Human Sectional Anatomy: Pocket Atlas of Body Sections
The study of sectional anatomy of the human body goes back to the earliest days of systematic topographical anatomy. The beautiful drawings of the sagittal sections of the male and female trunk and of the pregnant uterus by Leonardo da Vinci (1452– 1519) are well known. Among his figures, which were based on some 30 dissections, are a number of transverse sections of the lower limb. These constitute the first known examples of the use of cross-sections for the study of gross anatomy and anticipate modern technique by several hundred years. In the absence of hardening reagents or methods of freezing, sectional anatomy was used seldom by Leonardo (O’Malley and Saunders, 1952). Andreas Vesalius pictured transverse sections of the brain in his Fabrica published in 1543 and in the seventeenth century portrayals of sections of various parts of the body, including the brain, eye and the genitalia, were made by Vidius, Bartholin, de Graaf and others. Drawings of sagittal section anatomy were used to illustrate surgical works in the eighteenth century, for example those of Antonio Scarpa of Pavia and Peter Camper of Leyden. William Smellie, one of the fathers of British midwifery, published his magnificent Anatomical Tables in 1754, mostly drawn by Riemsdyk, which comprised mainly sagittal sections; William Hunter’s illustrations of the human gravid uterus are also well known.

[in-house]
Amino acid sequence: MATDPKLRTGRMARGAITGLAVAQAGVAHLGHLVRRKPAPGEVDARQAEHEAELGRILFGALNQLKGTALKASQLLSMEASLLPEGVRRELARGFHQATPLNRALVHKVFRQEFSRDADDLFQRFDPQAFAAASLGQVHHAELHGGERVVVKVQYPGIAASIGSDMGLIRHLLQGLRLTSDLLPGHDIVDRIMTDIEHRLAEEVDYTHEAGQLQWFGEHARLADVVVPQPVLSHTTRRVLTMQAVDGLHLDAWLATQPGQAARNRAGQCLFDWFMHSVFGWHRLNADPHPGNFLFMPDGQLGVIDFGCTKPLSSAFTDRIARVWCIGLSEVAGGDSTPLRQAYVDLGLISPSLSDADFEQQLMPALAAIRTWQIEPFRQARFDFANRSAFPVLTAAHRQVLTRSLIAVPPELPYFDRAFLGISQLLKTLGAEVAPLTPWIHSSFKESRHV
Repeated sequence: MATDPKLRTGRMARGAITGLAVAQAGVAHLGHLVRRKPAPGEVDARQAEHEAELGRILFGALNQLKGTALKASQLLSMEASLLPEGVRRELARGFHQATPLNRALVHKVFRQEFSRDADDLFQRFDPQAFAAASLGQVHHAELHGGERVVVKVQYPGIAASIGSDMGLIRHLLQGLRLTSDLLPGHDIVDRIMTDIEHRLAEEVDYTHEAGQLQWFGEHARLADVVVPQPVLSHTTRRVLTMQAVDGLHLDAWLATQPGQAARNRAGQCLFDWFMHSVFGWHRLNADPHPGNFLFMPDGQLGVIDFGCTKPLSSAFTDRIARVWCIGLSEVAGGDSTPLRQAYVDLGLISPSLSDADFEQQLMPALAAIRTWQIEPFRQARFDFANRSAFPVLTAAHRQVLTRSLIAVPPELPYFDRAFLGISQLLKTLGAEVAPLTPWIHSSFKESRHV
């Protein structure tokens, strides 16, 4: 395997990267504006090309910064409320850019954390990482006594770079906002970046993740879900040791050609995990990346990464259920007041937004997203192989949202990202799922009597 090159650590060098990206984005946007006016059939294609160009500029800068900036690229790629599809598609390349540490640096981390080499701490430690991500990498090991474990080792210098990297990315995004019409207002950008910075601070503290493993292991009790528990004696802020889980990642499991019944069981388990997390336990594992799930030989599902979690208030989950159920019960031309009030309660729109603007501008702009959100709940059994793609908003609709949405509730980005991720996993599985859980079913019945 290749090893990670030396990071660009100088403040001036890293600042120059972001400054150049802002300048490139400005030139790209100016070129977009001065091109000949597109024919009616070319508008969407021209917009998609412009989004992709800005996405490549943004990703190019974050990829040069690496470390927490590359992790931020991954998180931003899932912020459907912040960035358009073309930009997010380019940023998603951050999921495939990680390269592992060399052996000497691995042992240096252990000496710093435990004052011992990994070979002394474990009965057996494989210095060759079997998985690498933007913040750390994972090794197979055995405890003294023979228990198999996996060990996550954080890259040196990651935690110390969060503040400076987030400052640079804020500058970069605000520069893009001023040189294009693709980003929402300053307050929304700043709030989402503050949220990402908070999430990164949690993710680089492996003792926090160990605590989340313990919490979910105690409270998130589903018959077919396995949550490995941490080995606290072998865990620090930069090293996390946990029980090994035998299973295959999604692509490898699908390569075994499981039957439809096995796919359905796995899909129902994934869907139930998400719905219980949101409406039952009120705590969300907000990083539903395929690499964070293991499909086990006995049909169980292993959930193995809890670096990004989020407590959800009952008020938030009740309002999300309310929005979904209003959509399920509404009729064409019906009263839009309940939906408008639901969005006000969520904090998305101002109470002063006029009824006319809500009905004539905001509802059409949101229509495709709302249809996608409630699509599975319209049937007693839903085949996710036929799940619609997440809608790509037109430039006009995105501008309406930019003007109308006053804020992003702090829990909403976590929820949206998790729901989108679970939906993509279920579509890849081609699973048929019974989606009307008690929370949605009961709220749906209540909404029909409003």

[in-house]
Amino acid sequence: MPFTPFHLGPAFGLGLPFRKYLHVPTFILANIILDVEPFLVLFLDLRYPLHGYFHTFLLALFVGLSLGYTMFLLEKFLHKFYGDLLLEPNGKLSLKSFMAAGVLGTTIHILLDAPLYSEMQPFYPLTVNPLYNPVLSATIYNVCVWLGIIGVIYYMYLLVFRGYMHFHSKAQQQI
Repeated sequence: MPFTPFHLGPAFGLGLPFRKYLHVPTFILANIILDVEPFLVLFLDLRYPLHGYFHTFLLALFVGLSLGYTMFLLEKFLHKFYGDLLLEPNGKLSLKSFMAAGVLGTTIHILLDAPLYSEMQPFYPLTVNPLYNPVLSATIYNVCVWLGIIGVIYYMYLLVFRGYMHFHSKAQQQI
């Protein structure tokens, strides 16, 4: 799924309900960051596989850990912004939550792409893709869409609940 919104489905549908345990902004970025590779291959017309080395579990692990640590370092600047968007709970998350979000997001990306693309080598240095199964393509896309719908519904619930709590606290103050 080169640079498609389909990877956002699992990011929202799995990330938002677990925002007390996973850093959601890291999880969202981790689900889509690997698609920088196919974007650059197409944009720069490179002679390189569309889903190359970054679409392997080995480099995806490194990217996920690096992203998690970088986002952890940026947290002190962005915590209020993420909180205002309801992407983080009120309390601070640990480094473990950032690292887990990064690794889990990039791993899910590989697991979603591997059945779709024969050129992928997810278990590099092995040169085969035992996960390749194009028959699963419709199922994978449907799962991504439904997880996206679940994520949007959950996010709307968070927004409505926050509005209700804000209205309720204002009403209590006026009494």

The obstacle to detailed sectional anatomical studies was, of course, the problem of fixation of tissues during the cutting process. De Riemer, a Dutch anatomist, published an atlas of human transverse sections in 1818, which were obtained by freezing the cadaver. The other technique developed during the early nineteenth century was the use of gypsum to envelop the parts and to retain the organs in their anatomical position – a method used by the Weber brothers in 1836. Pirogoff, a well-known Russian surgeon, produced his massive five-volume cross-sectional anatomy between 1852 and 1859, which was illustrated with 213 plates. He used the freezing technique, which he claimed (falsely, as noted above) to have introduced as a novel method of fixation.
The second half of the nineteenth century saw the publication of a number of excellent sectional atlases, and photographic reproductions were used by Braun as early as 1875.
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